So after years of cutbacks as Americans abandoned letter-writing for emails and texts, the money-losing postal service is counting on the Trump administration's so-far secret postal task force report to recommend steps allowing the agency to exploit a national boom in direct sales and package delivery.
For now, the Trump administration is sitting on the reform plan it completed in August, and doesn't plan to make it public until after next month's congressional elections, reports Eric Katz in Government Executive, citing government sources. Postal officials hope Trump will free the post office to reprice deliveries for market conditions, sometimes raising rates without congressional action, so it can cut its losses and expand specialized sales.
Smartphones, security and transaction tech have made modern purchasing easier from remote locations. But someone still has to truck the stuff to businesses and homes. So post offices are handling a lot more packages — but far fewer letters — in this digital-distribution era.
Unlike for-profit companies, the postal service has the mandate and the infrastructure to deliver in remote areas. So private-sector giants Amazon, FedEx and UPS, which have long cherry-picked lucrative postal markets, have ended up hiring and relying on the postal service to help get America's items delivered to remote areas.
In its most recent quarterly report — April through June — the postal service said revenues rose last year, to $17.1 billion, from $16.7 billion a year earlier. First-class mail fell by $134 million, to $5.9 billion, while marketing (junk) mail rose by just $63 million to $3.9 billion. But shipping and package sales, by contrast, rose by $475 million — more than 10 percent — to $5.15 billion.
The service lost $1.5 billion for the quarter, more than the $1 billion it lost the previous spring, after discounting special charges. Megan J. Brennan, the service's CEO, blamed "a flawed business model that is imposed by law" and asked the government for "a less rigid and more responsive pricing system."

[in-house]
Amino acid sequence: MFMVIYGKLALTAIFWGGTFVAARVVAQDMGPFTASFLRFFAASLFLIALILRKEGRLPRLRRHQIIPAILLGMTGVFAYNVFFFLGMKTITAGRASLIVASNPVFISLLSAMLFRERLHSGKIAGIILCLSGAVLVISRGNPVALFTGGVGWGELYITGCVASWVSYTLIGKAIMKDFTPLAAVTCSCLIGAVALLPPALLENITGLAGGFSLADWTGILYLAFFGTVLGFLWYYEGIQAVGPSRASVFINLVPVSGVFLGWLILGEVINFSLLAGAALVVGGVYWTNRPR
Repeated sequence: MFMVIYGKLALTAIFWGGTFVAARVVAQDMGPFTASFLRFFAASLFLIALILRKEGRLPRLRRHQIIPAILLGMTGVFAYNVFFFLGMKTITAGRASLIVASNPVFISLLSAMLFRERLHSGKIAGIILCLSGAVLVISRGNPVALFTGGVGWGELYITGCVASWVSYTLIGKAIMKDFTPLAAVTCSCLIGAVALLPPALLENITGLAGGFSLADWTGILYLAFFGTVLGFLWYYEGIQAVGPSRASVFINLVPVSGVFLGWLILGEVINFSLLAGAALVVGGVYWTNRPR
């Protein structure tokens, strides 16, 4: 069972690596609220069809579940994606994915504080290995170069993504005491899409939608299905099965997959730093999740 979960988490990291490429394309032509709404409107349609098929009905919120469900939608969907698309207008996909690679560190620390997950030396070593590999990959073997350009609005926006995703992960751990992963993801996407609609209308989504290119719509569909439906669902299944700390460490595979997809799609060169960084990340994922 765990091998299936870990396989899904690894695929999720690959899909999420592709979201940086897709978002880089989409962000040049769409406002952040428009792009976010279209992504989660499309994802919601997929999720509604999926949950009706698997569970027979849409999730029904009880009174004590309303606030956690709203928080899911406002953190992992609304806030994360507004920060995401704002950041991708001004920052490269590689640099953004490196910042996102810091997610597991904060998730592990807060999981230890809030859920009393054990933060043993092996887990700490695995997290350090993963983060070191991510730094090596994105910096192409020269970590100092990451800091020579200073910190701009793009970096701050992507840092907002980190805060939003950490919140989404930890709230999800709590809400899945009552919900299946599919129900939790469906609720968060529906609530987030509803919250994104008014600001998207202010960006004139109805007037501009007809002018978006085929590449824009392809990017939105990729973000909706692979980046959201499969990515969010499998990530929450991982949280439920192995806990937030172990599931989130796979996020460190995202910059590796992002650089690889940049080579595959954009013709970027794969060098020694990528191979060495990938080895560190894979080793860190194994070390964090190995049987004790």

Leaders of the National Association of Letter Carriers labor union called on Congress to allow the post office to raise rates, which it said are some of the lowest among developed countries. The Trump administration last week withdrew from an international postal treaty that allowed companies to mail products from China to U.S. consumers at rates far lower than U.S. shippers have to pay, which had made U.S.-made products less competitive.
U.S. Treasury, budget and personnel leaders on Trump's postal task force met with big postal customers and labor unions through the summer while shaping proposals for the service's future. Government Executive's Katz writes that task force members talked to postal users and worker reps about Trump's proposal to privatize post offices, which is unpopular in Congress. They didn't talk about his demand to charge Amazon more for delivering packages, which had stumped postal leaders because contract package delivery for Amazon and other shippers is a popular and growing postal service.
The task force was charged by Trump with re-examining the postal service's job "in light of changes in technology, e-commerce, marketing practices and customer needs," and the renewed importance of the agency's mission to deliver even in unpopular remote areas.
Congressional leaders of both parties have been hoping the task force will also support proposals to ease the service's up-front health and retirement funding requirements, so it could eliminate its operating deficit and expand its business.
The postal Inspector General found that trying to "process mail on fewer machines" and "shifting some mail from a two-day to a three-day service standard," which postal officials projected would save $1.6 billion over the last two fiscal years, had saved a far more modest $323 million, mostly through future "cost avoidance." This effort included shutting down 17 mail-processing facilities and partial consolidation of 21 others, increased automation of sorting and other jobs done by hand, and the use of larger, but slower, mail-sorting runs.
Instead of hoped-for savings, total mail processing costs actually increased by $153 million over the last two years, the inspector general found. Higher transportation costs have added $1 billion more to postal service expenses. Overtime rose by $68 million. Mail-processing improvements were supposed to save $1 billion, but productivity fell, canceling most of the expected savings.
"Management said they remain optimistic they will achieve the full savings," and insisted they were partway there, the report said. But auditors were unable to confirm much of the savings that the agency reported, and "we concluded that it is unlikely the postal service will ever achieve" its goal.